Because patients who develop AN at younger ages may never reach peak bone mass, they are at risk for several concerning problems throughout their lifespan:

  • Fractures (broken bones) — AN can triple an individual’s risk for bone fractures
  • Chronic pain associated with bone fractures
  • Reduced strength and mobility
  • Emotional suffering associated with a chronic illness, such as osteoporosis, and/or associated with pain
  • Shorter stature
  • And more

In summary, the loss of bone mineral density is highly prevalent in individuals with AN and in many cases, this loss of bone mineral density is irreversible and associated with potential long-term complications.  

The Incidence of Low Bone Mineral Density with Anorexia Nervosa

In a study of 281 adult patients with AN with a mean body mass index (BMI) of 12.1 kg/m2 (range = 7.5–15.7) upon admission, low bone mineral density was diagnosed in almost 90% of the patients, with 45% of individuals presenting with osteopenia and 43% with osteoporosis. 

Osteopenia is defined as a mild loss of bone mineral density.

Osteoporosis refers to a more severe loss of bone mineral density. Unfortunately, osteoporosis in patients with AN can persist despite weight gain and the return of regular menstrual cycles.

Finding Help for Anorexia Nervosa and Osteoporosis

When patients are able to gain weight with AN, this has a strong impact on bone mineral density, particularly when hormonal health is also restored. Indeed, one study found an increase in bone mineral density of up to about 3% following weight gain and menstrual recovery. While this may not sound like much, this is similar to the benefits found with some pharmacologic therapies that could be recommended depending on the severity of loss of bone mineral density. Targeted medications coupled with vitamin supplementation and lifestyle interventions may decrease one’s bone fracture risk, enhance overall bone density and contribute to an improved quality of life. In certain cases, specialized medical stabilization may be necessary for severely compromised patients with AN who are at very low body weights (BMI<15).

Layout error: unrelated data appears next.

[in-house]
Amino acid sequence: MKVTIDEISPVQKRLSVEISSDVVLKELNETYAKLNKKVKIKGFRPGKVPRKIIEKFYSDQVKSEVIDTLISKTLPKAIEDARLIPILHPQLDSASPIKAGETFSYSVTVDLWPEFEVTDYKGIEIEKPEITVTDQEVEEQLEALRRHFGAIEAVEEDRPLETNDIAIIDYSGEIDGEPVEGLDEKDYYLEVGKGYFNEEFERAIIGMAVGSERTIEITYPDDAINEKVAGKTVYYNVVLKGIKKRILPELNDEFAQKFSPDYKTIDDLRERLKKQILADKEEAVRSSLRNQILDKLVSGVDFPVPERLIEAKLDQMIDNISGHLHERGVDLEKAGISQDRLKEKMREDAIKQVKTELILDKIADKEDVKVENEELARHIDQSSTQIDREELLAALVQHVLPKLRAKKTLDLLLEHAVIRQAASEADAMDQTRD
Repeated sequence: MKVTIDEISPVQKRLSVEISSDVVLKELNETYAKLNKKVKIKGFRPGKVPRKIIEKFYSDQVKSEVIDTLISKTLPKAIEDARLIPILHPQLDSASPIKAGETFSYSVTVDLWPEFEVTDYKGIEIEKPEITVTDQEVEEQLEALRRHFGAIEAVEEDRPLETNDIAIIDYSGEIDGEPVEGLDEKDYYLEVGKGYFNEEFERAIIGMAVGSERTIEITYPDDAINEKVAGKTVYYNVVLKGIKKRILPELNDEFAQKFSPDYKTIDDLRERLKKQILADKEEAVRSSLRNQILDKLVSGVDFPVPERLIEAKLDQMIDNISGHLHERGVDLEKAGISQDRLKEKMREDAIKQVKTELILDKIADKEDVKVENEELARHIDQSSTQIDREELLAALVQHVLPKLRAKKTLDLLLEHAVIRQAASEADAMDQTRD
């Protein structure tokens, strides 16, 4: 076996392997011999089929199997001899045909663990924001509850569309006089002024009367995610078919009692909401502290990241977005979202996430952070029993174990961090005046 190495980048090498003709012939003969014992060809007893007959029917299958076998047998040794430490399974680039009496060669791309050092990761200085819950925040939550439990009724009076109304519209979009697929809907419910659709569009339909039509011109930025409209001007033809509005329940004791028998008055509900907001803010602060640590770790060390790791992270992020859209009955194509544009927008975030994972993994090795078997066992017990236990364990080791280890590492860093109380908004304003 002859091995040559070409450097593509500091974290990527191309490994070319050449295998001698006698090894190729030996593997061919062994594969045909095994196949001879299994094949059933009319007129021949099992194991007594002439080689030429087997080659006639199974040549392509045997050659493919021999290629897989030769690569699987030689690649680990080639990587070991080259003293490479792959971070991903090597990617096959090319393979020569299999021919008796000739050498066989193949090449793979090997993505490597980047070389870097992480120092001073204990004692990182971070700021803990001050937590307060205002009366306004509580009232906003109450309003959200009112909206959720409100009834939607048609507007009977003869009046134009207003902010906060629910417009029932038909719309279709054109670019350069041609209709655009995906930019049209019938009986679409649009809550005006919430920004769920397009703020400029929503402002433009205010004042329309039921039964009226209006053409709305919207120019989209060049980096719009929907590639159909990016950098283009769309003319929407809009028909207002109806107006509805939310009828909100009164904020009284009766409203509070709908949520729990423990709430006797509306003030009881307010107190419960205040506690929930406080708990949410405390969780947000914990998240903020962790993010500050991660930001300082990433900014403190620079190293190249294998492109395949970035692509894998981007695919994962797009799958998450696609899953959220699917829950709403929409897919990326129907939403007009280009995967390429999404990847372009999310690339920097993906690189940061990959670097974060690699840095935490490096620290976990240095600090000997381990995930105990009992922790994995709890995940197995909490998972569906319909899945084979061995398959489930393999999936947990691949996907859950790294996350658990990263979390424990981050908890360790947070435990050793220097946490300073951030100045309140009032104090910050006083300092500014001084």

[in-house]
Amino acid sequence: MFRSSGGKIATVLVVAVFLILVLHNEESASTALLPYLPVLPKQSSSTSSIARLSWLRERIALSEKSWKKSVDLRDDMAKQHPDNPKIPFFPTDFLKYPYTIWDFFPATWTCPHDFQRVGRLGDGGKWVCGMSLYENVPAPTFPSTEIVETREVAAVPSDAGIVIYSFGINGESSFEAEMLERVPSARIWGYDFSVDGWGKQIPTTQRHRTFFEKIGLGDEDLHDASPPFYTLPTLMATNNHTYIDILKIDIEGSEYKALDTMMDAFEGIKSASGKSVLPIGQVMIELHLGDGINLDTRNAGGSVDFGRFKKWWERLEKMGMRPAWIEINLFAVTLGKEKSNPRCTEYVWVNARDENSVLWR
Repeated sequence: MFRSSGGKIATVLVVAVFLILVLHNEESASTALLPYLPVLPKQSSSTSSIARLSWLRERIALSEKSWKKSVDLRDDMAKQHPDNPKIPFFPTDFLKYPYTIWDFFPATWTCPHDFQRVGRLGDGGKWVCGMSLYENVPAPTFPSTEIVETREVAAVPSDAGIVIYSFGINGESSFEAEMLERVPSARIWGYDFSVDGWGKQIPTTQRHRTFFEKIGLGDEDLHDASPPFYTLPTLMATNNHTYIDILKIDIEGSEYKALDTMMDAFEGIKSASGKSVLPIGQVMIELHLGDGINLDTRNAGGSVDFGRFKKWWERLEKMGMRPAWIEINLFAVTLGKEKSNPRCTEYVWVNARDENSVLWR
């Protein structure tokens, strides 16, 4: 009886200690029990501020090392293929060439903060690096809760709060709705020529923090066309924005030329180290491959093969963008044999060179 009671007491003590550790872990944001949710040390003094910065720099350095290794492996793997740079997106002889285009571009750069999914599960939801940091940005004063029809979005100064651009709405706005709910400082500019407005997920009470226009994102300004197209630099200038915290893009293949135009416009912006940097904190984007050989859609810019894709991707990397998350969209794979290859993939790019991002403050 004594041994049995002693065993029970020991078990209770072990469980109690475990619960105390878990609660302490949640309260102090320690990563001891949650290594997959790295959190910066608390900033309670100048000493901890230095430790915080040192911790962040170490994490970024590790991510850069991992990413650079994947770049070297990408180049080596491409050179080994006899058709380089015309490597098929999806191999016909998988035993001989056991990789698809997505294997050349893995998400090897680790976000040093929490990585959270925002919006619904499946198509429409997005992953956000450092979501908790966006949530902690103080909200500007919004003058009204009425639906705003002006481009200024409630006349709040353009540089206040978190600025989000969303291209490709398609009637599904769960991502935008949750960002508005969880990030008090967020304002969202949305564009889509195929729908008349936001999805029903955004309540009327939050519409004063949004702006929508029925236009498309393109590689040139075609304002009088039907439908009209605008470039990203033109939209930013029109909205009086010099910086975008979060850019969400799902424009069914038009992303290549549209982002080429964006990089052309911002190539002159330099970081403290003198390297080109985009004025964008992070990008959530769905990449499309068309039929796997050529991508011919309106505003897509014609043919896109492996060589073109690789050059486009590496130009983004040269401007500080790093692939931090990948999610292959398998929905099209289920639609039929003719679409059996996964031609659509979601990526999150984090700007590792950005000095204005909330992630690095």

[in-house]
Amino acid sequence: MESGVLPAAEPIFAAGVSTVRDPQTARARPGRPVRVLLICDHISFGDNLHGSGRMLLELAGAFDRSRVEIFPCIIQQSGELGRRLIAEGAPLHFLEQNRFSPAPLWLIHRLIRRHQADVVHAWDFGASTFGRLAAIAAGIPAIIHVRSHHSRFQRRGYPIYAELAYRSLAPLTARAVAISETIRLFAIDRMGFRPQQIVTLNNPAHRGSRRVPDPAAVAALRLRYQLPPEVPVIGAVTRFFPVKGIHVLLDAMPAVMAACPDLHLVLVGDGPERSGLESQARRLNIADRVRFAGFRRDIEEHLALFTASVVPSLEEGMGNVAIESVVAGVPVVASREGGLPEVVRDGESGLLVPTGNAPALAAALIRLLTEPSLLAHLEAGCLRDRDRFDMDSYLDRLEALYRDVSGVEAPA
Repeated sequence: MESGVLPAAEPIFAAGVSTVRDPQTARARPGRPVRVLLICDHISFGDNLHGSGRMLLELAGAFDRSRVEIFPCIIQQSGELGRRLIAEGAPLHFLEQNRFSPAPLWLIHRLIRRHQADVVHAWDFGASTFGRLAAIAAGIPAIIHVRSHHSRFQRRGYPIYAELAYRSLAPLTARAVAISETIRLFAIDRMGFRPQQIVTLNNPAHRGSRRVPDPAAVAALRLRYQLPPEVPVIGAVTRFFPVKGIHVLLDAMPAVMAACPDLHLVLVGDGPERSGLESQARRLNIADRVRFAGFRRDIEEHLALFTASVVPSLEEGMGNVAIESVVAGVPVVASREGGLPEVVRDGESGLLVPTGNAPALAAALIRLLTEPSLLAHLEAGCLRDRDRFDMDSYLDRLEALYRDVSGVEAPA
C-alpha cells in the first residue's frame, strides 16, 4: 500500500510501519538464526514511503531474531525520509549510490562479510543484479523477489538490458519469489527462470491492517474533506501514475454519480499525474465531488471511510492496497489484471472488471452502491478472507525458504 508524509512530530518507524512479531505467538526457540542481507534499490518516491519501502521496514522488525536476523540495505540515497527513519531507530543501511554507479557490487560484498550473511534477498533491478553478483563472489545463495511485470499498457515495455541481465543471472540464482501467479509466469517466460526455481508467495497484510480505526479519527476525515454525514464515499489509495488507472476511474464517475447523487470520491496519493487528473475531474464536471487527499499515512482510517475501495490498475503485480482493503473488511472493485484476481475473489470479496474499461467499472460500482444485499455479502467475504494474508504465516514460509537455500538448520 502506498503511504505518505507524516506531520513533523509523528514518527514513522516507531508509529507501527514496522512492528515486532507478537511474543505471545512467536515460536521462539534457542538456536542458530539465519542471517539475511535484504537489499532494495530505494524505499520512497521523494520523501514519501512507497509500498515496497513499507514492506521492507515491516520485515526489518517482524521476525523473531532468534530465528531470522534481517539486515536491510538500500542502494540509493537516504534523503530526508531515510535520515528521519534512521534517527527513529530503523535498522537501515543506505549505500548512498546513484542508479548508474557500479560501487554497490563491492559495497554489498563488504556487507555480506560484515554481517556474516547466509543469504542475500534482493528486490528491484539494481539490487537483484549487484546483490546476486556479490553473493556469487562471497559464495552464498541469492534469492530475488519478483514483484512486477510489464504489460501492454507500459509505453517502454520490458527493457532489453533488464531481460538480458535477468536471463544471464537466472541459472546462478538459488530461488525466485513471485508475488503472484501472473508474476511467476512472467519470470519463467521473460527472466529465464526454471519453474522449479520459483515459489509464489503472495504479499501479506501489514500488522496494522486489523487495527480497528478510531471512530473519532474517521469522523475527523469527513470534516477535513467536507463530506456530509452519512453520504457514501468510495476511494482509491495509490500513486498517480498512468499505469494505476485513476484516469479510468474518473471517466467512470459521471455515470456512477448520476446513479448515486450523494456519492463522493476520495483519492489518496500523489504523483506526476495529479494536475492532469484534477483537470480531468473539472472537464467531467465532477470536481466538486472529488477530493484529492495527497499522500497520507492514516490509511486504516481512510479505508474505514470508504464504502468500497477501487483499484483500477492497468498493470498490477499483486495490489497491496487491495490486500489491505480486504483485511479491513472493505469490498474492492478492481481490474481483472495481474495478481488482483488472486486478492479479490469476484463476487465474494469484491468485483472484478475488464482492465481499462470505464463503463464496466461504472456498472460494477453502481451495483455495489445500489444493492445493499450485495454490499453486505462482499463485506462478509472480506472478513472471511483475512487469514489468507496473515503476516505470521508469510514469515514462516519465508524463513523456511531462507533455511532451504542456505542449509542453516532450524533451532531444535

If you are unsure about your own bone health, and you have a history of AN, consider asking your doctor about a DEXA (dual energy x-ray absorptiometry) scan, which is the most frequently used test to diagnose low bone mineral density. This painless test can evaluate the extent of bone loss, and findings from the scan may even motivate you to focus on a full and lasting eating disorder recovery. Historically, we have attempted to obtain DEXAs on all patients admitted to ACUTE, if not completed within the past two years, given the frequency of this condition and the tendency to develop long-term complications if not adequately addressed.

Summary

Bone density loss is one of the more common complications associated with AN. While few medical providers are trained to identify and safely treat this issue and other medical concerns stemming from AN, providers need to be cognizant of this serious complication because bone density loss tends to become more pronounced as the severity of the eating disorder increases.

Resources

Bone density status in a large population of patients with anorexia nervosa
Anorexia Nervosa and Osteoporosis: Pathophysiology and Treatment

ACUTE Earns Prestigious Center of Excellence Designation from Anthem
In 2018, the ACUTE Center for Eating Disorders & Severe Malnutrition at Denver Health was honored by Anthem Health as a Center of Excellence for Medical Treatment of Severe and Extreme Eating Disorders. ACUTE is the first medical unit ever to achieve this designation in the field of eating disorders. It comes after a rigorous review process.